Mabuse, a legendary figure in African music, first rose to prominence in the 1970s with his band Harari and later developed a name for himself as a solo artist. One of his best known songs was the global hit BurnOut in the 1980s.
The playlist takes the listener on a captivating musical journey through the life of Nelson Mandela. It was compiled by Mabuse, who consulted with Mandela’s family and friends to ensure that the music would be relevant and accurate. The playlist also features commentary by Mabuse, which was recorded in his Soweto home.
“I have tried to tell the story of the music that Madiba loved,” says Mabuse. “The Playlist excludes the time in prison obviously, as Madiba would not have had exposure to music in that time. We have focused on the music we know he loved before and after that period. This recording was really an emotional journey for me, but an incredible opportunity to document these memories.”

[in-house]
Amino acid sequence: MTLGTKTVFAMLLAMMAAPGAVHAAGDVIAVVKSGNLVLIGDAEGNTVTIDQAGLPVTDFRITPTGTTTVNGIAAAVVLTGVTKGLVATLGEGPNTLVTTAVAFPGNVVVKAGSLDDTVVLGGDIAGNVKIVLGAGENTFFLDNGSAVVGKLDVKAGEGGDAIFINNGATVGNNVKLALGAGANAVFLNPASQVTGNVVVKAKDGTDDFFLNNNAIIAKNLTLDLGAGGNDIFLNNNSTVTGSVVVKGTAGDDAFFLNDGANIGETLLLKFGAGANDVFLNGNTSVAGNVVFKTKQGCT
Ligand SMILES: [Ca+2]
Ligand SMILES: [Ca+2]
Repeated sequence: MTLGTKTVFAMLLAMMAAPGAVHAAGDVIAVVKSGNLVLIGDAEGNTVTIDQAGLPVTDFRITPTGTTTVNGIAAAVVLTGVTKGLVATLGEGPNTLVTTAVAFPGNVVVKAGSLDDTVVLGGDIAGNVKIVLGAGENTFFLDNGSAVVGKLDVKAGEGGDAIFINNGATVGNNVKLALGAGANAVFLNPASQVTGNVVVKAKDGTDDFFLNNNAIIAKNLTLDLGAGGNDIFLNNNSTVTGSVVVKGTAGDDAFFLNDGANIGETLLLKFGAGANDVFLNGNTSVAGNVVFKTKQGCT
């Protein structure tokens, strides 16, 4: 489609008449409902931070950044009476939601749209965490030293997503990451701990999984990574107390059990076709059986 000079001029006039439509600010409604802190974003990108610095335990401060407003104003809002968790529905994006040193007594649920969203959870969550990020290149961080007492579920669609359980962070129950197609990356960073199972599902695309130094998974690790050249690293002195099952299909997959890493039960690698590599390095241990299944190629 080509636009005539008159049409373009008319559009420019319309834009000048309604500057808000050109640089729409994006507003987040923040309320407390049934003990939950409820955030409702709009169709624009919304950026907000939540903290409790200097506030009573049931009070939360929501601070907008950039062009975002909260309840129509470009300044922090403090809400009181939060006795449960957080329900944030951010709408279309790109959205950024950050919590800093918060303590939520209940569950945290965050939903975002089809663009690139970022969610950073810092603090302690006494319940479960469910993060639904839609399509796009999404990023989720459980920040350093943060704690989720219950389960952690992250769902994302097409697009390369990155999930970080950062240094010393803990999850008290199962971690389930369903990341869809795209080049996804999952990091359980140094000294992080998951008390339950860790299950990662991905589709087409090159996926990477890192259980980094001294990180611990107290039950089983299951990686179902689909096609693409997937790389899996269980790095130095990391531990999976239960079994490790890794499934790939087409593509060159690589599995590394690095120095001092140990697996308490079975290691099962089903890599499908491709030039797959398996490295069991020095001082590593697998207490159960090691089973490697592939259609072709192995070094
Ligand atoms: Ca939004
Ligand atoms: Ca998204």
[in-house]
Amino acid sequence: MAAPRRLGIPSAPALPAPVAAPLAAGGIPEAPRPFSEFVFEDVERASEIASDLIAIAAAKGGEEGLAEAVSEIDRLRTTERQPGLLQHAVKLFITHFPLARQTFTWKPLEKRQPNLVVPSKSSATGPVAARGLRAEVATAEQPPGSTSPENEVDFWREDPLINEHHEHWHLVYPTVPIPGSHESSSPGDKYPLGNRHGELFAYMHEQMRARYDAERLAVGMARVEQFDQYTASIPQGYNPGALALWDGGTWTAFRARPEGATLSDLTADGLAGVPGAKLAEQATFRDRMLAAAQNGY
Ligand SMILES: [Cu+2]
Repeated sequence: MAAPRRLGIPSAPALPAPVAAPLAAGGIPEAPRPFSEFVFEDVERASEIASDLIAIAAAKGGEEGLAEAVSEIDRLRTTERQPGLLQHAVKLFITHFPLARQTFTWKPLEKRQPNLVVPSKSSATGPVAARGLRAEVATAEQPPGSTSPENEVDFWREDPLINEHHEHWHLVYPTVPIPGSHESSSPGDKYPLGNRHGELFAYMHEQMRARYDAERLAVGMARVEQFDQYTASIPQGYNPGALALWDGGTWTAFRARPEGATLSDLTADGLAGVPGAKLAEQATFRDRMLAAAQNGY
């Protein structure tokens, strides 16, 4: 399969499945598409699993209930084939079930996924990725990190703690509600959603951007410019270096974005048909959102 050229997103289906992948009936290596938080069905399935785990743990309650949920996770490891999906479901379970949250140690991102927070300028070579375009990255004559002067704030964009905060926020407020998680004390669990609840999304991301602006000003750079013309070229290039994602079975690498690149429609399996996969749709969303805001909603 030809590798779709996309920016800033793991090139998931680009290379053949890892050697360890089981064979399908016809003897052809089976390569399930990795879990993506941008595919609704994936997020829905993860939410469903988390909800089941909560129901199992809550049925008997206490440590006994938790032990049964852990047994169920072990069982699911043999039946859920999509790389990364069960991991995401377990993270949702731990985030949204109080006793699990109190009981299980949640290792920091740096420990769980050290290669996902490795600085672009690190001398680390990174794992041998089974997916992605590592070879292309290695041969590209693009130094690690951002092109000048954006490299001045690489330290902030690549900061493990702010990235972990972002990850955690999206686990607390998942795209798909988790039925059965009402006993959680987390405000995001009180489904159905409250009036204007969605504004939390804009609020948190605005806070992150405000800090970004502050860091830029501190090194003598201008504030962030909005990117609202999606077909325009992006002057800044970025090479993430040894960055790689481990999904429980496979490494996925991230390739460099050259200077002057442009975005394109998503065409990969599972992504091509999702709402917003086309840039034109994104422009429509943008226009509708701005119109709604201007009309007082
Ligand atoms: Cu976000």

The playlist features the music the young Mandela loved, such as The Manhattan Brothers, Solomon Linda, Brenda Fassie and Miriam Makeba. It includes struggle songs from Chicco, Johnny Clegg, Hugh Masekela and Yvonne Chaka Chaka. The playlist also includes Mandela by Zahara, one of the younger artists who caught Madiba’s ear.
Mabuse also offers stories of his own songs, such as Shikisha, a song greatly beloved by the former President.
“I was delighted to share my thoughts and hope the listeners enjoyed the musical journey,” says Mabuse. “Madiba did enjoy music immensely and we all have a purpose wherever we are in the world to celebrate culture and to learn from different cultures and music forms and styles.”
This playlist was inspired by the Nelson Mandela 100 campaign, calling on corporates and individuals to act as sources of inspiration and engage in conversation and action.
Sports streaming takes off
Live streaming of sports is coming of age as a mainstream method of viewing big games, as the latest FIFA World Cup figures from the UK show. Africa isn’t yet at the same level when it comes to the adoption of sports streaming, but usage is clearly moving in the right direction.